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Voters See A Stronger America, Optimistic About Future

Voters See A Stronger America, Optimistic About Future

Voters tend to believe President Trump has made America stronger and remain more optimistic about the nation’s future than they have been in years.

Forty-six percent (46%) of Likely U.S. Voters think the United States has become a stronger nation since Trump’s election, according to the latest Rasmussen Reports national telephone and online survey. Forty-one percent (41%) say he’s made the nation weaker, while 10% say the country is about the same. (To see survey question wording, click here.)

Fifty percent (50%) think America’s best days are in the future, down slightly from last April’s all-time high of 54%,but still higher than it has been in regular surveying since 2006. Only 30% say the country’s best days are in the past. Twenty percent (20%) are undecided.

In most surveys since November 2006, the number of voters who felt America’s best days were in the future ran in the mid- to upper 30s. As recently as May 2017, 52% thought America’s best days were in the past.

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The survey of 1,000 Likely Voters was conducted February 4-5, 2020 by Rasmussen Reports. The margin of sampling error is +/- 3 percentage points with a 95% level of confidence. Field work for all Rasmussen Reports surveys is conducted by Pulse Opinion Research, LLC. See methodology.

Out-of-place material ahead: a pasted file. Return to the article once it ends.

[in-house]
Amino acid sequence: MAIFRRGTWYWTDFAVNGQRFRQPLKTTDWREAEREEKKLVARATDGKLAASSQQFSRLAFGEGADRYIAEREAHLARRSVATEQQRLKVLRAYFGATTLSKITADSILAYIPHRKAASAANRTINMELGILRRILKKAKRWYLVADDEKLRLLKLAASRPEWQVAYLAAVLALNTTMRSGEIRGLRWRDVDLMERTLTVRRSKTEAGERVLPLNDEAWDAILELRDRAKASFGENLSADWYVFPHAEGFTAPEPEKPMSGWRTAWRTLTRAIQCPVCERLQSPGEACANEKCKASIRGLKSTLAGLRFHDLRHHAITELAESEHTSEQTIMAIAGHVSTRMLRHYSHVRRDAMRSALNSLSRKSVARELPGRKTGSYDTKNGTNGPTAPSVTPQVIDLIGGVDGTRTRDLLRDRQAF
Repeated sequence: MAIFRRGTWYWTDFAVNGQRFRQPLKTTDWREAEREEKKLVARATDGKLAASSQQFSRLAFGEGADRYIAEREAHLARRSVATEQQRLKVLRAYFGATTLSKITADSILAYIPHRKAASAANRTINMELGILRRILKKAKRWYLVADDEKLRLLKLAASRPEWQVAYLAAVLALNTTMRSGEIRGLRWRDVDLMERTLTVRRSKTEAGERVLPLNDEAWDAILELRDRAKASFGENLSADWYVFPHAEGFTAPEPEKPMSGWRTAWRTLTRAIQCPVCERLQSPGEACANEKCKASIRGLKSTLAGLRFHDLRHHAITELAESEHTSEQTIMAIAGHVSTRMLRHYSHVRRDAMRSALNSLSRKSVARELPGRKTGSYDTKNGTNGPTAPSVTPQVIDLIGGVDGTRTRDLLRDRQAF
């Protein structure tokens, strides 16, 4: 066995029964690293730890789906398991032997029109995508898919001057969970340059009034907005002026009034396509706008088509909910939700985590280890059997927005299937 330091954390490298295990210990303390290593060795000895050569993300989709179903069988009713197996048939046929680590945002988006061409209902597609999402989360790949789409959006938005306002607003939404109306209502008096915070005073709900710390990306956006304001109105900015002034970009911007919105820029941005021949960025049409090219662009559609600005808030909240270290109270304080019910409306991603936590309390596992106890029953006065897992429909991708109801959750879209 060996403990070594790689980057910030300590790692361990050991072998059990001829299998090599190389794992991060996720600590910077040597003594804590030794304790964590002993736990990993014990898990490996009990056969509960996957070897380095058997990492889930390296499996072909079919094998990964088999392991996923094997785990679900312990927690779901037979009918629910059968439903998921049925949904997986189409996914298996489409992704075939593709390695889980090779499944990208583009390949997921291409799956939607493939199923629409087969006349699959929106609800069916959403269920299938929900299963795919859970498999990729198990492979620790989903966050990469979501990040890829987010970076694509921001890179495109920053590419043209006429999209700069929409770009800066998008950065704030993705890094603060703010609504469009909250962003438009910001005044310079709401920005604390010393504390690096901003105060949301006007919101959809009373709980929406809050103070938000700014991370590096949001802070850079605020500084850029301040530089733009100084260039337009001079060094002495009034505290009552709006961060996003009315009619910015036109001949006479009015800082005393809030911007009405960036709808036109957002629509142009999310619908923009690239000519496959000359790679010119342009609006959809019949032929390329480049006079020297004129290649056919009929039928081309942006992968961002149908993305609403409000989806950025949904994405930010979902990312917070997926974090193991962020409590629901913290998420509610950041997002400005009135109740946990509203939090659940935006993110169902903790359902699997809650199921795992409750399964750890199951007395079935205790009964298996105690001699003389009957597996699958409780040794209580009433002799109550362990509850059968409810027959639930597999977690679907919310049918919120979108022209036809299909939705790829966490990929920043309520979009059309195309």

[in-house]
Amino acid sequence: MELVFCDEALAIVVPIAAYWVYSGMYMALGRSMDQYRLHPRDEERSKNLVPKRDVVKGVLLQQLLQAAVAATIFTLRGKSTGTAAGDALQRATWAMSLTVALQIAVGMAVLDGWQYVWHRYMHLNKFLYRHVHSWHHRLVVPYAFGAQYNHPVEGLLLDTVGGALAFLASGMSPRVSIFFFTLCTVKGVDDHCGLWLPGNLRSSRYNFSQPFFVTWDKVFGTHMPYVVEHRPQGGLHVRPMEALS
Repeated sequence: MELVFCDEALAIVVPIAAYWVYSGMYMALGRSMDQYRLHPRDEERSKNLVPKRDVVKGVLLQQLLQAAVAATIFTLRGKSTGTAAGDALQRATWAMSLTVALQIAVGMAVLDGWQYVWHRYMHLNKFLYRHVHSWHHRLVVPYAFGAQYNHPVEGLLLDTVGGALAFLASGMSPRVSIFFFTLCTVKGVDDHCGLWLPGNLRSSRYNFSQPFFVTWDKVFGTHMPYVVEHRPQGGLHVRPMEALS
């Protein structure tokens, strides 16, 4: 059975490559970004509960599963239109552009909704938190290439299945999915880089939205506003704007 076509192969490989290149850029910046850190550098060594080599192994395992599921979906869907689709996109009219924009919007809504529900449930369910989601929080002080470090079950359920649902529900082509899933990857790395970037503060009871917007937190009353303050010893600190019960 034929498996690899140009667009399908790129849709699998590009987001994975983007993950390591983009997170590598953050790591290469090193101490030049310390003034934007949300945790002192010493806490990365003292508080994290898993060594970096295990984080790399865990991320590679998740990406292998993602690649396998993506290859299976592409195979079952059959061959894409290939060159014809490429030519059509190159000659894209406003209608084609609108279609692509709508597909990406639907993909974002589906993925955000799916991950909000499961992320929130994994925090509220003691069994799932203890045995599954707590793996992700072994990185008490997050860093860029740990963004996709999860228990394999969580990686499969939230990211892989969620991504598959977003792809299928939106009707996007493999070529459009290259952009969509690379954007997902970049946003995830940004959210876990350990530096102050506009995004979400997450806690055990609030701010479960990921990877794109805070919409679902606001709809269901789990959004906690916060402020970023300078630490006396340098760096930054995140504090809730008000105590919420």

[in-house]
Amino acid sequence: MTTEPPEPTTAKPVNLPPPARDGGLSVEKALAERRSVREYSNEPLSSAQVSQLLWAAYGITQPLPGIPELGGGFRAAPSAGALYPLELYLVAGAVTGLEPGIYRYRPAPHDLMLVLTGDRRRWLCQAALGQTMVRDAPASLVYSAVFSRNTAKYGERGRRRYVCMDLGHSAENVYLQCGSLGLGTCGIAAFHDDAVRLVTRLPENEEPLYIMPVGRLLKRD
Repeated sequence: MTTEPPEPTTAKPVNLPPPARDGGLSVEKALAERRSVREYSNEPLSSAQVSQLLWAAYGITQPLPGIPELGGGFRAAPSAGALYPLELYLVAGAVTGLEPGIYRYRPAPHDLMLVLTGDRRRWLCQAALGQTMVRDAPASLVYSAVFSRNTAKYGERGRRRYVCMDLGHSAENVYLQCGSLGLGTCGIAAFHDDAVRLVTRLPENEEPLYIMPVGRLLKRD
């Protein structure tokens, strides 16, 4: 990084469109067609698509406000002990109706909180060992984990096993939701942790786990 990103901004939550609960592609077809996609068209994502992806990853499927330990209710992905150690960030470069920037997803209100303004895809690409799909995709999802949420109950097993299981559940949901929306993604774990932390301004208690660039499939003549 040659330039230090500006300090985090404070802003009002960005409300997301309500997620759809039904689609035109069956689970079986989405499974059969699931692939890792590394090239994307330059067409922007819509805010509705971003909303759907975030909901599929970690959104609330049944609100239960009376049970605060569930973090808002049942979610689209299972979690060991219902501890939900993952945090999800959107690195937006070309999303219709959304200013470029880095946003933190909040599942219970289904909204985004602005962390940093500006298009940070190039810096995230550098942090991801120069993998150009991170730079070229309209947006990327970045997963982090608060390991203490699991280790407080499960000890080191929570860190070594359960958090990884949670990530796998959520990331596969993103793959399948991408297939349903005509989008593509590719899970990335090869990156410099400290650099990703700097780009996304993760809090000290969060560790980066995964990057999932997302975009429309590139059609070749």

Economic confidence is at a five-year high in the latest Rasmussen Reports Consumer Spending Update. We'll update these findings next week.

Predictably, 80% of Republicans believe Trump has made the country stronger, a view shared by just 20% of Democrats and 40% of voters not affiliated with either major political party. Sixty-nine percent (69%) of Democrats and 42% of unaffiliateds say the president has made America weaker.

While 67% of GOP voters think America’s best days are in the future, just 39% of Democrats and 43% of unaffiliated voters agree.

Men feel much more strongly than women that Trump has made the United States stronger, but even a plurality of female voters agrees with males that the country’s best days are in the future.

Blacks are less likely to share that optimism than whites and other minority voters are.

Seniors are the age group most pessimistic about where the nation is headed.

Forty-two percent (42%) of all voters think the country is heading in the right direction. This number ran in the mid- to upper 20s for much of 2016, President Obama's last full year in office.

Health care and the economy dominate voter concerns as America begins the slow formal crawl to the next presidential election.

Additional information from this survey and a full demographic breakdown are available to Platinum Members only.

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The survey of 1,000 Likely Voters was conducted February 4-5, 2020 by Rasmussen Reports. The margin of sampling error is +/- 3 percentage points with a 95% level of confidence. Field work for all Rasmussen Reports surveys is conducted by Pulse Opinion Research, LLC. See methodology.

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